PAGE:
Former Harper’s and GQ editor Christopher Cox offers an in-depth exploration of how various industries deal effectively with deadlines.
Christopher Cox, a former chief editor of Harper’s and executive editor of GQ, argues that deadlines can be powerful motivators. But when facing a deadline, people tend to postpone work until the last minute. This is the essence of the deadline effect. Cox, no stranger to deadlines, observes how many organizations across diverse industries have learned to sidestep the deadline effect to reach their goals on time without panicking or sacrificing quality. These organizations view deadlines as a motivational tool and stick to a timetable without cutting corners. Cox’s fresh, eloquent analysis – teeming with colorful case studies – teaches you to leverage deadlines to your advantage.
The good news is that we have already come up with an incredibly effective structure to solve the problem of our weak wills – it is the deadline.Christopher Cox
The Wall Street Journal wrote, “The good news…is that we can make deadlines work for us instead of the other way around,” and the Financial Times found that, “Cox intertwines behavioral science, psychological theory, and academic studies with compelling storytelling and descriptive case studies.”
As executive editor of GQ, Christopher Cox assigned a cover story on rapper Puff Daddy to John, a talented writer notorious for missing deadlines. GQ promoted the interview, so John’s article had to appear in the April edition. Cox told John the final deadline was a week prior to the actual due date. Predictably, John submitted his piece moments before what he believed was the deadline. This opened Cox’s eyes to the persuasive power of early deadlines.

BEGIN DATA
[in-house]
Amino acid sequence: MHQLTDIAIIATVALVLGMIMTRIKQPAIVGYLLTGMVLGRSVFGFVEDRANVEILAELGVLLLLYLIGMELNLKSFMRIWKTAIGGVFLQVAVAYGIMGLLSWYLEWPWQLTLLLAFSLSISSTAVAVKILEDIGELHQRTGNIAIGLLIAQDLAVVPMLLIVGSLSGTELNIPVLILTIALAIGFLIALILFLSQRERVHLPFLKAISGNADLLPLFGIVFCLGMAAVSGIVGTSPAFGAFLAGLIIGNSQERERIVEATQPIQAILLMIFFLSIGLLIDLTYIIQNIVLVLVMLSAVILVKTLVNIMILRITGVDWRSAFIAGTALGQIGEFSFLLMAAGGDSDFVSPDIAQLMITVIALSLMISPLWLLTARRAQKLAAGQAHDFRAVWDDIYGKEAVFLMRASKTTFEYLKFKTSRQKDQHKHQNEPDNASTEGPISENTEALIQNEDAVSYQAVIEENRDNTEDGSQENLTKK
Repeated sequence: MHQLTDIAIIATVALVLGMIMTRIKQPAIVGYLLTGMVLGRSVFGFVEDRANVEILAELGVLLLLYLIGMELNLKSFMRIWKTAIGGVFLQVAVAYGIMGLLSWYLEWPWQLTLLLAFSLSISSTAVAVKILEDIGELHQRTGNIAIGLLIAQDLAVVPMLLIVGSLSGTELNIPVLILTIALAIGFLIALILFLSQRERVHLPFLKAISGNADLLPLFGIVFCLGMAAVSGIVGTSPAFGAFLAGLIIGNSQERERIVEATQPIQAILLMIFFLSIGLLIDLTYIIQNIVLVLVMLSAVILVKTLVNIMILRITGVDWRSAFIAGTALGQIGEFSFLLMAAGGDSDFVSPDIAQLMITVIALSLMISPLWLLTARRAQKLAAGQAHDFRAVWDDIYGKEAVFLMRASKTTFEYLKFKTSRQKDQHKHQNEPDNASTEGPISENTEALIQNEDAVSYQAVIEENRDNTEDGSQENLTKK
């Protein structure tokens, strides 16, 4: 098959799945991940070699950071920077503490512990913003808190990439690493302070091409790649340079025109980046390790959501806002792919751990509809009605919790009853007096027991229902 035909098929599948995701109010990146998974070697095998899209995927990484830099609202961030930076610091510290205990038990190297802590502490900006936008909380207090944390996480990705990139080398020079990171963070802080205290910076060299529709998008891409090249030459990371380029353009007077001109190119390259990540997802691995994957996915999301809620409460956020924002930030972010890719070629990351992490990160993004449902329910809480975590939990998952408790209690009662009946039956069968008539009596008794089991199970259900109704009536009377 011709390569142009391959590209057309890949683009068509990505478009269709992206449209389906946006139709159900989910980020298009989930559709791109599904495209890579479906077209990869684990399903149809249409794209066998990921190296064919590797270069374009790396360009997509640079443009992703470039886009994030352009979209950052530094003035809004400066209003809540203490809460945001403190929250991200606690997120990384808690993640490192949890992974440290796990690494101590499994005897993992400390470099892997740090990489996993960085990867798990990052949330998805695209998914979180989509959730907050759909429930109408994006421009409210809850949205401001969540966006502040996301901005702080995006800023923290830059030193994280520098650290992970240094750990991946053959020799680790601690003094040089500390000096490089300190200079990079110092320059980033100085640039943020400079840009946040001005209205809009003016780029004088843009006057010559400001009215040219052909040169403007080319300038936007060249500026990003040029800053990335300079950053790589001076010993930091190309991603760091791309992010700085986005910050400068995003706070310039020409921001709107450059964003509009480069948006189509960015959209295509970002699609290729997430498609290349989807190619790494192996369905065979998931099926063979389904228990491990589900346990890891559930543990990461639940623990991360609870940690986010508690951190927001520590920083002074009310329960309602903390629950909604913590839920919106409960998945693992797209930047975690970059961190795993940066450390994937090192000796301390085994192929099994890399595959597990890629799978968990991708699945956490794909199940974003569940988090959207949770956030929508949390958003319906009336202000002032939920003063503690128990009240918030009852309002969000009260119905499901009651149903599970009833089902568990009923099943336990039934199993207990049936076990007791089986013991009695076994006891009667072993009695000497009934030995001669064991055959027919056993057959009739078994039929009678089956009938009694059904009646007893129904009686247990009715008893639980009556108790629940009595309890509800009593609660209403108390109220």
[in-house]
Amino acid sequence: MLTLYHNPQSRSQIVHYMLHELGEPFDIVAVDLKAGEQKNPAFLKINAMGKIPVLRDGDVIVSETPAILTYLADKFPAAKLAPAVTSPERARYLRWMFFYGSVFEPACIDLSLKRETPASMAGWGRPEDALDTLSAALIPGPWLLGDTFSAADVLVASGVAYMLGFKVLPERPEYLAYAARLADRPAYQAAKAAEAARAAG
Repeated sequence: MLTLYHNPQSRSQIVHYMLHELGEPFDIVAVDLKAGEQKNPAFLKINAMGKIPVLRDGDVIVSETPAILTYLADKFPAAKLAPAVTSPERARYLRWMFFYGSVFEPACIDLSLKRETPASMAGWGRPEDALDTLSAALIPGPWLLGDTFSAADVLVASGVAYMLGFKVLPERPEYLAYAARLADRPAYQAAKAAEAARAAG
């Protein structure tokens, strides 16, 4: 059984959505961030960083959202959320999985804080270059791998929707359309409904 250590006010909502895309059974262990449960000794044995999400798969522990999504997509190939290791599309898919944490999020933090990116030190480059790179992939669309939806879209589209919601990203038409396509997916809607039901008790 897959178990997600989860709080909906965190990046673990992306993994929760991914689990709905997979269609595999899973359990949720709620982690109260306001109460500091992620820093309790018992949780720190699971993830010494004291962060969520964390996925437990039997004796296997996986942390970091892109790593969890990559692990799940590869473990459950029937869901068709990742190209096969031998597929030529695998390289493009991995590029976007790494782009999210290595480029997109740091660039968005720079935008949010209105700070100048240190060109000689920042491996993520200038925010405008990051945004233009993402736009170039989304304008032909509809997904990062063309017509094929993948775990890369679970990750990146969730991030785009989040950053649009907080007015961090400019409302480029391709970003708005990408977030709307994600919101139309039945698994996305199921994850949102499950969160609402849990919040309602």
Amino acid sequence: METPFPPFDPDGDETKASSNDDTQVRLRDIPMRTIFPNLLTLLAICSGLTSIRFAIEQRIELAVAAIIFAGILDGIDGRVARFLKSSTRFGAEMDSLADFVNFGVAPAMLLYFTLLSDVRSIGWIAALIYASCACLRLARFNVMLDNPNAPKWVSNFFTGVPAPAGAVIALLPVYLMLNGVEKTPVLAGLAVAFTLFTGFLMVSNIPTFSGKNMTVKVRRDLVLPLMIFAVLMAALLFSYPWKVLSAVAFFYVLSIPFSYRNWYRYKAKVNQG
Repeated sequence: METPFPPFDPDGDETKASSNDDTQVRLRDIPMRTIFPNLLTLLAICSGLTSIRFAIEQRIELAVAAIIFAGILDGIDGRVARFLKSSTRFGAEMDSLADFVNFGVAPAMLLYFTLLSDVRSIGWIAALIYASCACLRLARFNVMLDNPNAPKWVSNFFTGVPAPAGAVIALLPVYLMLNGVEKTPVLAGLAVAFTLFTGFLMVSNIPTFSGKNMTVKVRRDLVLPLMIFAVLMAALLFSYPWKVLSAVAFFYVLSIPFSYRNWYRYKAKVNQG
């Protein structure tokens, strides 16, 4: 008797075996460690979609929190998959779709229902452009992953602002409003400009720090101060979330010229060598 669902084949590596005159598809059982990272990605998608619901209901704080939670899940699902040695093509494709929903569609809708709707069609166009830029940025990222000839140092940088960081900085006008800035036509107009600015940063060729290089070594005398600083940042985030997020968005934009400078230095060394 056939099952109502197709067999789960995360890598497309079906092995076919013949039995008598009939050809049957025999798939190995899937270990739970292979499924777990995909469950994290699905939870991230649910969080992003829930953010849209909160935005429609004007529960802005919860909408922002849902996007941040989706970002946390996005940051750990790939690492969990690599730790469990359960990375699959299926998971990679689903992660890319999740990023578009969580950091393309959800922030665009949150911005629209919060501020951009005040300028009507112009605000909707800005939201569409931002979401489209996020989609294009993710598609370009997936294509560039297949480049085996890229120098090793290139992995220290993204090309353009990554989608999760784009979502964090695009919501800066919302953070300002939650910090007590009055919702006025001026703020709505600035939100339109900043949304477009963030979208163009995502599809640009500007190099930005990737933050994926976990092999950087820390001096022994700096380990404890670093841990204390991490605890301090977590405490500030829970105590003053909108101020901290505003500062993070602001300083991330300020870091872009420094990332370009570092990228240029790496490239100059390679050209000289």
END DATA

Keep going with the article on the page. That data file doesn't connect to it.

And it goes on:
Cox traveled to Smith River, California, to study four farms that produce the entire annual commercial supply of Easter lilies – 10 million bulbs – for the United States and Canada. But Easter is a lunar holiday and falls on a different date each year. So how do the farmers manage to have flowers in full bloom by Easter?
The planning fallacy is the tendency to seize upon the most optimistic timetable for completing a project and ignore any information that might make you revise that prediction.Christopher Cox
Cox discovered that they count backward from the Easter Sunday deadline. Bulbs need upward of 110 days in a greenhouse to bloom. So farmers harvest, sort, pack and ship the bulbs somewhere between, the author learned, early and late October. Planning backward helps fight the tendency to underestimate a project’s time and cost.
Telluride Ski Mountain traditionally opens for business on Thanksgiving weekend. In 2018, however, just a week before the scheduled opening, the ski runs were still mostly brown. Cox traveled to the Colorado mountain resort to observe how it coped with the pressure of a looming deadline.